While acknowledging the amount of energy and efforts that have gone into all the many kinds of activities around the Season of Creation which will end on 4 October, the feast of St Francis, I have not felt completely at one with some of them, in particular when they could appear to be empty gestures. Of course planting trees is a great thing to do, but is there a spirituality present, an awareness, not only of how nice the tree will look, of the loss of biodiversity or the need to reduce carbon emissions, but of the presence of the Creator in this event and in the young tree?
Some churches have held celebrations, combining them with Heritage Day – remembering our different cultures in the quest for “unity in diversity”, and national Braai Day – celebrating by consuming vast quantities of meat and possibly alcohol too. A community builder yes, but?
Some of us have issued a challenge, “what are you doing to save the world from overheating and contributing to climate change?” or the challenge “Have you not only given xyz to the poor, (who are the poor?) but taken time to listen to their voices, the voice of creation and the earth, which is the theme for this year’s season?
In the public discourse of course at this time, in South Africa, much of our national focus is on load shedding, the causes, the effects, the difficulties and frustrations and asking who can we blame or should be removed, as well as what can be done to fix the problem? Worldwide, economic and social problems, conflict and wars, linked with environmental problems, hurricanes, monsoon floods and typhoons, and wildfires are overwhelming disasters leading to countless human and environmental tragedies. is there a sense of, and a response to, God’s presence in the anxieties as well as the joys of life.
During this week the daily scripture readings tell the story of Job, who experienced tragic losses of everything he owned and was tempted to curse God, until God bent down to share with him the greatness of his creation. Job, overcome with awe, admitted how small and insignificant he was, saying, ”I despise myself and repent in dust and ashes.” And the Lord blessed the latter days of Job more than his beginning.” (Job 42) Is it a story of hope for us, applicable in our day?
Hope is illustrated too in the short Emily Dickenson poem: “Hope is the thing with feathers that perches in the soul, and sings the tune without the words and never stops at all.” The birdsong of hope in the soul for me was reinforced by the Commitment Pact of the1000 youth participating in the ECONOMY OF FRANCESCO (St Francis) conference held last week in Assisi, where they were joined by Pope Francis on the last day.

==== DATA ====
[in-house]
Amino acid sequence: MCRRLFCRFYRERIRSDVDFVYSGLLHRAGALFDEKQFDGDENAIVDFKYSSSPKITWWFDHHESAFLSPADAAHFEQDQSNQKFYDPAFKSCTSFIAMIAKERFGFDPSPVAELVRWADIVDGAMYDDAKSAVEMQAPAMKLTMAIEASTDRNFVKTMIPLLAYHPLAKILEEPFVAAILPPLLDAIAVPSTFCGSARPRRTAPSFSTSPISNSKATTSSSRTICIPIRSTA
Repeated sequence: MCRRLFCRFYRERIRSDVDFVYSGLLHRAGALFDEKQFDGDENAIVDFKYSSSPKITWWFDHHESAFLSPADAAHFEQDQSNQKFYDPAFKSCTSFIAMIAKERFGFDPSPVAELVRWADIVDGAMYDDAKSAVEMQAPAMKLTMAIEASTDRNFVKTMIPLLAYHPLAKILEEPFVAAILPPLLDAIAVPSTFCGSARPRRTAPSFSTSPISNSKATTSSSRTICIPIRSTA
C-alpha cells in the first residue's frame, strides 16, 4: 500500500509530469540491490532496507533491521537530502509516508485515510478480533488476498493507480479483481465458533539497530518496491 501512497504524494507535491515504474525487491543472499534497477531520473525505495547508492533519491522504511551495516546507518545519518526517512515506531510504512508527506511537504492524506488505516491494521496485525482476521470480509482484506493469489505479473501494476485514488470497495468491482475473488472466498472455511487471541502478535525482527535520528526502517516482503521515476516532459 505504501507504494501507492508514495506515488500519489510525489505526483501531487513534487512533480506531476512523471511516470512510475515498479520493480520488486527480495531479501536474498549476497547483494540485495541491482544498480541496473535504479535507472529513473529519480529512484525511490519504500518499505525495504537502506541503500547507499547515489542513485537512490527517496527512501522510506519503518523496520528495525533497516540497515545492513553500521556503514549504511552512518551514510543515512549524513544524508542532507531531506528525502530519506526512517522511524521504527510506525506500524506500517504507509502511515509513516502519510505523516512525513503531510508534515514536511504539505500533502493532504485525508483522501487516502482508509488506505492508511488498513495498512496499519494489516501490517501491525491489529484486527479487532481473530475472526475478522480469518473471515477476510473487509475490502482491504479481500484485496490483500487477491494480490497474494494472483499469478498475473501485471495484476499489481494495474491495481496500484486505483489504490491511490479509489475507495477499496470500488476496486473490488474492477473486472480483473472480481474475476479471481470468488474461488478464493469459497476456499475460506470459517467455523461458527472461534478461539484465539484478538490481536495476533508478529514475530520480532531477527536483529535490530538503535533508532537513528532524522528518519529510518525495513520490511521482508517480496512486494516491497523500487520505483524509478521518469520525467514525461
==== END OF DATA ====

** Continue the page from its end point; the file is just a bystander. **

An extract from their pledge is quoted below.
We, young economists, entrepreneurs, and changemakers, called here to Assisi from every part of the world aware of the responsibility that rests on our generation, commit ourselves today, individually and all collectively to spending our lives so that the economy of today and tomorrow becomes an economy of the Gospel, and therefore:
an economy of peace and not of war,
an economy that opposes the proliferation of arms, especially the most destructive, an economy that cares for creation and does not misuse it,
an economy at the service of the human person, the family and life, respectful of everywoman, man, and child, the elderly, and especially those most frail and vulnerable,
an economy where care replaces rejection and indifference,
an economy that fights poverty in all its forms, reduces inequality and knows how to say with Jesus and Francis, “Blessed are the poor”,
………………………… and more. Visit www.francescoeconomy.org
If only all our young people, those with jobs and those without jobs, those successful in their studies and careers and those, feeling hopeless and frustrated and turning to crime and anti-social action. If only we all, their parents and guardians too, could experience the birdsong of hope in our souls. The youth are not only our tomorrow, they are our now and they need our protection, guidance and support. TR FAMILY MATTERS WEEKLY 28 SEPTEMBER 2022